In July 2021, the European Commission published the Fit-for-55 policy package, a comprehensive collection of both new policies and revisions to existing legislation that sets the EU on the pathway to reducing carbon emissions by 55% by 2030 and achieving carbon neutrality by 2050. The Fit-for-55 package encompasses a broad suite of legislative initiatives impacting all parts of the economy and affects the entire value chain, but perhaps most directly the energy sector.

To align energy policy with the ambitions set out in the EU Green Deal and Climate Law, the Fit-for-55 package mandates a significant increase in the uptake of renewable energy.

Setting the legislative framework that makes this possible, the Commission proposed a revision of the 2018 Renewable Energy Directive (RED II)1. This Directive establishes a common framework for the recognition, production and promotion of energy from renewable sources in the EU, and has been updated to increase the overall ambition of the EU to reach a target of 40% renewable energy by 2030. The primary technologies which the Commission is aiming to promote include wind, solar, hydrogen and to a lesser extent biomass.


While the uptake of renewable energy has been a climate imperative during this Commission’s mandate, since the onset of the war in Ukraine, and the weaponisation of Russian fossil fuels, the European Union has come to appreciate another aspect of the move to renewable energy: energy independence. In reaction to the war, the EU has adopted the ‘RePowerEU’ plan, under which targets for the deployment of renewables have increased and permitting rules, a major delaying factor towards greater renewable energy roll-out, have been addressed.

In total, under RePowerEU, renewable energy generation capacities are currently set at 1236 GW by 2030. This includes 320 GW of solar photovoltaic that should be newly installed by 2025, increasing to 600 GW by 2030. Should these 2030 targets be met, solar would be the EU’s single largest renewable energy source by the end of this decade. The deployment of offshore wind energy is likewise at the core of delivering on the EU decarbonisation targets. In order to achieve its ambitions, the European Union also adopted an offshore wind strategy under which 60GW of offshore wind by 2030 and 300GW by 2050.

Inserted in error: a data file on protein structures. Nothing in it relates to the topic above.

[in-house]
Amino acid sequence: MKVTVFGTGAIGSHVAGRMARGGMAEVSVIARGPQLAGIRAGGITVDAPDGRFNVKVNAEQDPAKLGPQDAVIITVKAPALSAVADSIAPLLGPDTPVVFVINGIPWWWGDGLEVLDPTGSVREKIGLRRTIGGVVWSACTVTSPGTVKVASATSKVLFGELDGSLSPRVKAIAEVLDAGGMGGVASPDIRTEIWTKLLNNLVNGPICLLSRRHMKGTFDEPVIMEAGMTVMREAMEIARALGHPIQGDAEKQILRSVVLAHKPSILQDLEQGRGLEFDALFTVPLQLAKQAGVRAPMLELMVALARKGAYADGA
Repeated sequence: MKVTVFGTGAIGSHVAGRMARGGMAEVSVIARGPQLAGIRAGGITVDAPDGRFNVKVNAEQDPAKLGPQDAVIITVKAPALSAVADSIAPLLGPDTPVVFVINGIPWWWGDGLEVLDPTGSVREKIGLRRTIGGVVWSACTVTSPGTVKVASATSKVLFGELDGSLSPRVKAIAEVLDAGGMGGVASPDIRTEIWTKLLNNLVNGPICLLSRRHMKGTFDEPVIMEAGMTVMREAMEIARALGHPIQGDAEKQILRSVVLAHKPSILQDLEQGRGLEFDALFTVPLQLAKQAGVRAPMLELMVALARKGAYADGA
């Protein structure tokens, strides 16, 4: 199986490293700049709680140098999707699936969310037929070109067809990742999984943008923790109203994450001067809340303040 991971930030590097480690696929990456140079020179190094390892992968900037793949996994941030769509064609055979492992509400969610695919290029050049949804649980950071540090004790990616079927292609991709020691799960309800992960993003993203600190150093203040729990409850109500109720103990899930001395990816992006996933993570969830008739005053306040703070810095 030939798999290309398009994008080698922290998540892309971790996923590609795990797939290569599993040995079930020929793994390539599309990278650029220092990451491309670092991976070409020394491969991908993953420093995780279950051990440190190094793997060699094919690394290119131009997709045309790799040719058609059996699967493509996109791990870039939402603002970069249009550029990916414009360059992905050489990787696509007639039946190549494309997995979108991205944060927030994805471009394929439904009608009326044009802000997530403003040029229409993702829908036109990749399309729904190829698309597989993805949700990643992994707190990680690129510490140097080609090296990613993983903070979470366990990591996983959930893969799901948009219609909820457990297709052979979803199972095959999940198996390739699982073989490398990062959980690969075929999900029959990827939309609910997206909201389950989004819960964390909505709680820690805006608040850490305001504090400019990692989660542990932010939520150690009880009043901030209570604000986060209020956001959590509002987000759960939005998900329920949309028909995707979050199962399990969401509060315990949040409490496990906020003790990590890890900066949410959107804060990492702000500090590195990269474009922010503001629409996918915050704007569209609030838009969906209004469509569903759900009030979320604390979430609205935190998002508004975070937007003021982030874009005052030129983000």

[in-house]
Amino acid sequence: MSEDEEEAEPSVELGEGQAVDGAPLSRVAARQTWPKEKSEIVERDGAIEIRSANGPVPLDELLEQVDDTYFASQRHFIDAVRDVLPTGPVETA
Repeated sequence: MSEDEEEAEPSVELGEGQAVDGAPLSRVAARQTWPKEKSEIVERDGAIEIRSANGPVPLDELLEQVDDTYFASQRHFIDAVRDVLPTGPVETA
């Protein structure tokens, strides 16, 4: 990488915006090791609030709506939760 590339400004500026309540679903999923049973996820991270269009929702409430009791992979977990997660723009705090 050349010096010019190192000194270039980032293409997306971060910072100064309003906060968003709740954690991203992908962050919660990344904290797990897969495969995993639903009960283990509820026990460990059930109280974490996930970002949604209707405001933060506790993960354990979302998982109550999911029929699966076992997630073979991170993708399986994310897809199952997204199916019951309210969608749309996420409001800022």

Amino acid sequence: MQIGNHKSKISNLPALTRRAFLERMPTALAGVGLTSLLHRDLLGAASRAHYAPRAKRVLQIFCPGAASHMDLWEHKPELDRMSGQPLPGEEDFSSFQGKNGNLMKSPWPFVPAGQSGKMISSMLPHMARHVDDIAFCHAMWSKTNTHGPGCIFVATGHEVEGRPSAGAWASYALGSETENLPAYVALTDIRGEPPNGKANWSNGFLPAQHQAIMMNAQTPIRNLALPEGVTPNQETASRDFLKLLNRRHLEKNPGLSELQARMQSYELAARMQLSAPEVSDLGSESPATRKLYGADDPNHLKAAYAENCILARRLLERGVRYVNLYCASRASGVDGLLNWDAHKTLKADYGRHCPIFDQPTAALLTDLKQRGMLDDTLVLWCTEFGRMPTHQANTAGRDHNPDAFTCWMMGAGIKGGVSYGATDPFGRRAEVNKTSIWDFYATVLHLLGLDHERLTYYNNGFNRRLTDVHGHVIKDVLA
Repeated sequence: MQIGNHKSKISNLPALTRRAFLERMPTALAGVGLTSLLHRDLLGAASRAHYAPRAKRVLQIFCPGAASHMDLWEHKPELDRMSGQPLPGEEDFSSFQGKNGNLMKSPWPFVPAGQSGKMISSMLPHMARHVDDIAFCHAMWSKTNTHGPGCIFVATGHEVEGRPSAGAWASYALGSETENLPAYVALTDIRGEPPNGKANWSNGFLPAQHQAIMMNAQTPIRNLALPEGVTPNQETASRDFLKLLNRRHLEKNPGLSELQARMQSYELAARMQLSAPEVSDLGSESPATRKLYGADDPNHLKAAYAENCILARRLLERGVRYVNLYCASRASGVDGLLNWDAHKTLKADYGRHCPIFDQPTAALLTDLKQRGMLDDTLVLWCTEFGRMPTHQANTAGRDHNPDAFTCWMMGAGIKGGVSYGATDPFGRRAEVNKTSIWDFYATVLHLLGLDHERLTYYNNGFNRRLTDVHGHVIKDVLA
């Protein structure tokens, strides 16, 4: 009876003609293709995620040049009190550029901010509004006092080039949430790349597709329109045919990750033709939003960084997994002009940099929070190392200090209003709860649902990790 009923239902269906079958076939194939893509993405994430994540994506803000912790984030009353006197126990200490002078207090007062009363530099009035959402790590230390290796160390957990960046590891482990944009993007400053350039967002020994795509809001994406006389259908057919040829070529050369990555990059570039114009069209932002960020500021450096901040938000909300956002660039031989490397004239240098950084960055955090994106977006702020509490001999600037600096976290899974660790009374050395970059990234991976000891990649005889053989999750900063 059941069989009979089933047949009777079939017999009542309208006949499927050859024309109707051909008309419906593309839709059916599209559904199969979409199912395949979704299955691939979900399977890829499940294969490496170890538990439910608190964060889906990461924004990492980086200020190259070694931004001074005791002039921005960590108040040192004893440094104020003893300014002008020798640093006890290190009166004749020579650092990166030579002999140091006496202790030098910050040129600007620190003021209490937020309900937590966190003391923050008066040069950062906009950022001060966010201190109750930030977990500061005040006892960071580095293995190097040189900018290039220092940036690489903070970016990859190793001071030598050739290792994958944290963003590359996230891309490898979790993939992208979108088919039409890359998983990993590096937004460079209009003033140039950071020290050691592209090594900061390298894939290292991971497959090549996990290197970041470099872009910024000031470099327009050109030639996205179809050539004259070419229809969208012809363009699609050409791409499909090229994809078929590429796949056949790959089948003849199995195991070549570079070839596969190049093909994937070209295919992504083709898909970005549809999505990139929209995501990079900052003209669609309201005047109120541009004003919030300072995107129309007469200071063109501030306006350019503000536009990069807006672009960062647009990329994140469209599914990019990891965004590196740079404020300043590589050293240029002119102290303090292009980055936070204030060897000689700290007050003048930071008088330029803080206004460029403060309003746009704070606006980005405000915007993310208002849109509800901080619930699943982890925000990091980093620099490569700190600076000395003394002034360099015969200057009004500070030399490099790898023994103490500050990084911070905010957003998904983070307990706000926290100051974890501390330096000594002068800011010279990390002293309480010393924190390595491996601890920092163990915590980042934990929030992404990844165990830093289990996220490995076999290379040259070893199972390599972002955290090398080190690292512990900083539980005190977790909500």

The combination of these two forms of variable renewable energy would mean smaller bills and smaller environmental impacts for all consumers - businesses and private individuals alike. However, the rapid deployment of wind and solar power needed is currently hampered by local planning and permitting delays. As a result, under RePowerEU, the EU has proposed a wholesale reform to the planning and permitting process2. In the short term, the Council has adopted a regulation which would allow renewable projects like wind and solar to avoid some of the more onerous environmental impact assessments3. This would apply for the calendar year of 2023, with a view to extending the regulation thereafter if needed. On a more long-term horizon, however, these rules will be integrated within the Renewable Energy Directive and will include the designation of ‘renewables go-to areas’, in which they are exempted from certain environmental impact assessment requirements.

If the European Union can deliver on its ambitions of 1236 GW of renewable energy by 2030, and many multiples of that by 2050, the EU will have more energy than our current economy can consume. This is at the core of the business proposition of a (green) ‘hydrogen economy’, wherein the excess power produced by renewable energy installations would be used to produce hydrogen for applications such as natural gas and coal displacement in energy-intensive industries, energy storage, and transport.

With ongoing concerns in Europe regarding the impacts that short term energy prices are having on the international perception of the bloc as a ‘good place to do business’, the promise of an abundance of renewable energy - both in the form of electricity and hydrogen - makes the bloc a possible location for a future green industrial hub.

The 2023 Renewable Energy Directive (RED III) is currently being finalised between the ‘Trilogue’ negotiators - the Commission, Council, and Parliament - with a view to adopting a finalised proposal in the coming months. Once the legislation is enacted in Brussels, this will fire the starting gun on a two-year transposition deadline for Member States to set out a roadmap of how the increased ambitions can be achieved.

Electricity Market Reform

While the promise of abundant renewable energy bodes well for a cheap, green hub for industry at present, in the short-term, Europe is battling an energy supply crisis as a result of its dependencies on third countries for the delivery of important energy carriers, such as natural gas.